An angry New Hampshire lawmaker freaked everyone out this week with her bug-eyed certainty that politicians are lying to her through the television -- and her husband may have explained exactly what she means by that.
State Rep. Susan DeLemus took part in a CNN panel to explain her support for Donald Trump's presidential campaign, saying that the Republican frontrunner "says what I'm thinking."
“We’ve got people in positions of power who I know for a fact are liars -- liars!” DeLemus said. “I watch the TV — my president comes on the TV and he lies to me. I know he’s lying. He lies all the time.”
DeLemus isn't shy about expressing her support for Trump. She's taken part in previous CNN panel discussions, along with her husband -- a Tea Party activist and a failed candidate for "constitutional sheriff" of Strafford County.
The couple has become a go-to resource for journalists seeking Trump backers in the key primary state, with dozens of reports quoting one or both of them.
"Feature stories on Trump's supporters have tended to highlight people like DeLemus -- that is, political extremists, white nationalists, or those who admire Trump for his hair, the pizzazz of his hotels, and the menacing brio he showed on 'The Apprentice,'" reported Al-Jazeera. "This journalistic cherry-picking avoids an obvious question: If over 30 percent of all Republicans like Donald Trump, are all his fans really on the fringe?"
Most of these reports -- including that Al-Jazeera story -- neglect to mention that Jerry DeLemus actually works for the Trump campaign as co-chair of the candidate's "Veterans for Trump" coalition or as head of the Granite State Patriots Liberty PAC.
NPR's Robert Siegel interviewed the couple in October, and his report neglected to mention the Marine Corps veteran's campaign role -- but he did point out that Jerry DeLemus had organized the infamous rally where Trump failed to correct a man who called Obama a Muslim.
Siegel's report, which aired Oct. 26, sheds some light on what type of honesty Jerry and Susan DeLemus expect from their elected leaders.
"I asked Jerry DeLemus what he thinks when he watches C-SPAN and two members of Congress of opposite parties address each other politely, ceremoniously," Siegel said. "To Jerry, it is not civility. It's a fake. It's lying."
Jerry DeLemus, who drove 3,000 miles to take part in the Bundy ranch standoff, apparently thinks anything less than political violence is dishonest in the current polarized and highly partisan atmosphere.
"They go, 'Oh, my good friend, my colleague -- whatever,'" Jerry DeLemus said. "Well, half of us would like to punch the guy in the mouth ourselves. You know, we're going, 'You're not doing what you're supposed to do. The other guy's lying, and you know it. Call him on it.'"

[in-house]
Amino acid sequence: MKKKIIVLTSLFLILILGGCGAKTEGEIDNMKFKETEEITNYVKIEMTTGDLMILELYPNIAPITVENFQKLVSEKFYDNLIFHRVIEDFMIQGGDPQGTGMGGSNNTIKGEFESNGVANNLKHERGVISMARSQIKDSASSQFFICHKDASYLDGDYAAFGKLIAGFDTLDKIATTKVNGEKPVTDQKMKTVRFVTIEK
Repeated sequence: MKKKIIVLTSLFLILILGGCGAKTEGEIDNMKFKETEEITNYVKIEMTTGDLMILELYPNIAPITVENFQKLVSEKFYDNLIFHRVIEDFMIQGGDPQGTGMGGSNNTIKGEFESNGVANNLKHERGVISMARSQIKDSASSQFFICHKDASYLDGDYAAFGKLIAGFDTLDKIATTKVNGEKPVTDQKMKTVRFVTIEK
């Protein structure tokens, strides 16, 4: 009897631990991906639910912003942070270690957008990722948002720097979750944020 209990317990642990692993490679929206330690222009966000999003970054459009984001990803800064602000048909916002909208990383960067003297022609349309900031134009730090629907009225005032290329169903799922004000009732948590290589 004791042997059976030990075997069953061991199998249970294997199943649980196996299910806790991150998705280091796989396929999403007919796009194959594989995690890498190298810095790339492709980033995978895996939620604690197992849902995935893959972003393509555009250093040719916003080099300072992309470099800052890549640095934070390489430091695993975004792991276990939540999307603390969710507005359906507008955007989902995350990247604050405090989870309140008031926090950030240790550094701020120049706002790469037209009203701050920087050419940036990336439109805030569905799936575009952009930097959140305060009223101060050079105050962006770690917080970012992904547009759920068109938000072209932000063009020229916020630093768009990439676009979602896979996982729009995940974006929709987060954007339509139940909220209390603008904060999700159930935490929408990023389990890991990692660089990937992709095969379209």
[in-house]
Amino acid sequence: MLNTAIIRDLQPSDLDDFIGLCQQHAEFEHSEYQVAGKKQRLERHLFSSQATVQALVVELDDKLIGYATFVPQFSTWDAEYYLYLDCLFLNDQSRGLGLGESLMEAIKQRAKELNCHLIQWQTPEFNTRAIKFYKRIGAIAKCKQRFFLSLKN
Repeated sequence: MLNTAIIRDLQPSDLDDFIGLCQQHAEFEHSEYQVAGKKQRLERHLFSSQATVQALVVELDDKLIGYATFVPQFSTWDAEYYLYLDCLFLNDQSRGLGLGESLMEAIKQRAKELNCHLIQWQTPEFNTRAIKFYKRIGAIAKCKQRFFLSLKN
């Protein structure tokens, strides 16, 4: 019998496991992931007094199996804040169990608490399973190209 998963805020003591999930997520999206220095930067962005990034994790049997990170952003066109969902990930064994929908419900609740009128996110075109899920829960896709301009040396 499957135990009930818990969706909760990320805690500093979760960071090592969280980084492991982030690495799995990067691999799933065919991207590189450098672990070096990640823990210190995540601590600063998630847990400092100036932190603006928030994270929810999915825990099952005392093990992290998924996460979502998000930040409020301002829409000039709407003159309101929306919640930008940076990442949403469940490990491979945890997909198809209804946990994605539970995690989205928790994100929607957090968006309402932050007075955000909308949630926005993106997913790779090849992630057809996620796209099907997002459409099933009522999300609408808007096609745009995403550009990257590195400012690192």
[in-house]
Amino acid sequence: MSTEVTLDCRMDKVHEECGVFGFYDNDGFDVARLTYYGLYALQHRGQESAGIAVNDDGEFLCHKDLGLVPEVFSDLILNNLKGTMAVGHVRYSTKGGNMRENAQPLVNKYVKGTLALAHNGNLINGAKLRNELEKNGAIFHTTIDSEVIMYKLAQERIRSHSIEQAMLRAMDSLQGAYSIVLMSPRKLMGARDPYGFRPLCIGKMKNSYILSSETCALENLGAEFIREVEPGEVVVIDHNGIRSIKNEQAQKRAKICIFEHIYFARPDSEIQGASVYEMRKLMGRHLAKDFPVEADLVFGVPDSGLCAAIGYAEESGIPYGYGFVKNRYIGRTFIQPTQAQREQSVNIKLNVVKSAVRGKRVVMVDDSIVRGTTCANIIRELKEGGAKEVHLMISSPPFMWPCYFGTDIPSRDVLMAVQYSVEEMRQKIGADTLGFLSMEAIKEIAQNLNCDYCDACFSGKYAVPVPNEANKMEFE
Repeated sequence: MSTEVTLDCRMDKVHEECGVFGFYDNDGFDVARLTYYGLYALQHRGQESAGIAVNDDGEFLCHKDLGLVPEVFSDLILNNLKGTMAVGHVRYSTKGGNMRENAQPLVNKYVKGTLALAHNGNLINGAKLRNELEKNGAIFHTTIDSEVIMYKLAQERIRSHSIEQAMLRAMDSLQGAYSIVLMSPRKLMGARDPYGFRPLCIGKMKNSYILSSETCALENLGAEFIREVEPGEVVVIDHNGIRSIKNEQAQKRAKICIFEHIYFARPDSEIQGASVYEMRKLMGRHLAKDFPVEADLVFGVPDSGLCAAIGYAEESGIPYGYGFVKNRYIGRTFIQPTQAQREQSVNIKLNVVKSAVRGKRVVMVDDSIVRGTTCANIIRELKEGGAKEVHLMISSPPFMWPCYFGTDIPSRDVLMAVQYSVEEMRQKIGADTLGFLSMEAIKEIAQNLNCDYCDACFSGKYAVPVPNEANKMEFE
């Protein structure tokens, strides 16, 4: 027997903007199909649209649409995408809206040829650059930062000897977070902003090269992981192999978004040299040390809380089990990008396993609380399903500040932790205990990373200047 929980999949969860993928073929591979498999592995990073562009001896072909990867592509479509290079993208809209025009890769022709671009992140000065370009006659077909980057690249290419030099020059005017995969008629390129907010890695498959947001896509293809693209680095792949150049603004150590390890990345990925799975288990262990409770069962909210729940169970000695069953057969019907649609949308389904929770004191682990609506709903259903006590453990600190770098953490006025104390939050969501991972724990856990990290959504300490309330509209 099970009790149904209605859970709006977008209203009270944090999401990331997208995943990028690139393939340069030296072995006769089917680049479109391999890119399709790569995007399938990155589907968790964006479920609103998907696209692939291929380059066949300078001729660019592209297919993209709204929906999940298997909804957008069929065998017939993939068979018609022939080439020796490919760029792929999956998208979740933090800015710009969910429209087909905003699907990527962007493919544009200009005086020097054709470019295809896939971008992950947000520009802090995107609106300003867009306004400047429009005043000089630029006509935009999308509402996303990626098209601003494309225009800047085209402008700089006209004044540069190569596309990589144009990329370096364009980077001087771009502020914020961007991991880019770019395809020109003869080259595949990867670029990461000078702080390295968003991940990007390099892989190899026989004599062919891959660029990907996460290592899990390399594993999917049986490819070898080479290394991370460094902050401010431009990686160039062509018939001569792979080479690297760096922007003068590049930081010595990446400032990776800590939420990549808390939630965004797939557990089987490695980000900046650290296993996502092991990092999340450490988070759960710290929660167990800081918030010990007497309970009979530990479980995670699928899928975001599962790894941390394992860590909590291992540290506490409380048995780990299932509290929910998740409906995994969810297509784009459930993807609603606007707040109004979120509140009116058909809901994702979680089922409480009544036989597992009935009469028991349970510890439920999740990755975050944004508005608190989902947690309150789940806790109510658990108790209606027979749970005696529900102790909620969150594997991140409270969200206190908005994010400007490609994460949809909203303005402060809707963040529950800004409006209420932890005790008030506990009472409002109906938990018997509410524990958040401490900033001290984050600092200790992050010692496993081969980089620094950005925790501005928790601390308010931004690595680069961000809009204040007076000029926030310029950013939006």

Jerry DeLemus, who heads a large chapter of the 9/12 group founded by Glenn Beck, attempted in 2013 to turn the Tea Party organization into a militia that might be used to overthrow the state government.
“If we do not stand against this insanity we can be sure we will fully slip into tyranny," he said at the time. "We are in a similar position our Founding Fathers found themselves in, and their decision to stand was equally difficult.”
He also planned, but later abandoned, a "draw Mohammed" contest similar to the one organized by anti-Muslim provocateur Pam Geller that ended in gunfire in Texas.
Susan DeLemus made news four years ago, when she angrily confronted state officials in an attempt to keep Obama off the ballot in New Hampshire, causing the assistant secretary of state to fear for his safety.
Siegel reported that Jerry DeLemus, who switched over in July from Sen. Ted Cruz's leadership team in New Hampshire, backs Trump because he's an "anti-politician."
The Cruz campaign refused to acknowledge in April whether the presidential candidate had spoken with Jerry DeLemus during a campaign event, although the senator was photographed with the Bundy ranch participant and his lawmaker wife.
Jerry DeLemus is also quoted in the 2011 book, "The Tea Party and the Remaking of Republican Conservatism," which highlighted his use of "vivid martial imagery" to strike fear of angry Tea Partiers into the heart of GOP elected officials.
Jerry and Susan DeLemus took part in a CNN panel in July, when they helped Trump weather one of his campaign's early controversies after the real estate tycoon and reality TV star insulted Sen. John McCain's (R-AZ) military service record as a former prisoner of war.
"Don't forget McCain insulted the 'crazies,' which is a blanket insult," said Susan DeLemus, referring to the senator's description of Trump rally attendees.
Her husband cited his own military service record to echo Trump's insult almost word for word.
"As a Marine ... we like guys who don't get captured, too," Jerry DeLemus said. "I don't think that he meant that as an insult to POWs or the military at all."
CNN did not identify Susan DeLemus as a member of New Hampshire's 424-member legislative body, and it did not mention Jerry DeLemus had been named to Trump's campaign team the same day the report aired.
Watch Jerry DeLemus discuss his time at the Bundy ranch in this video posted online by Jason Patrick: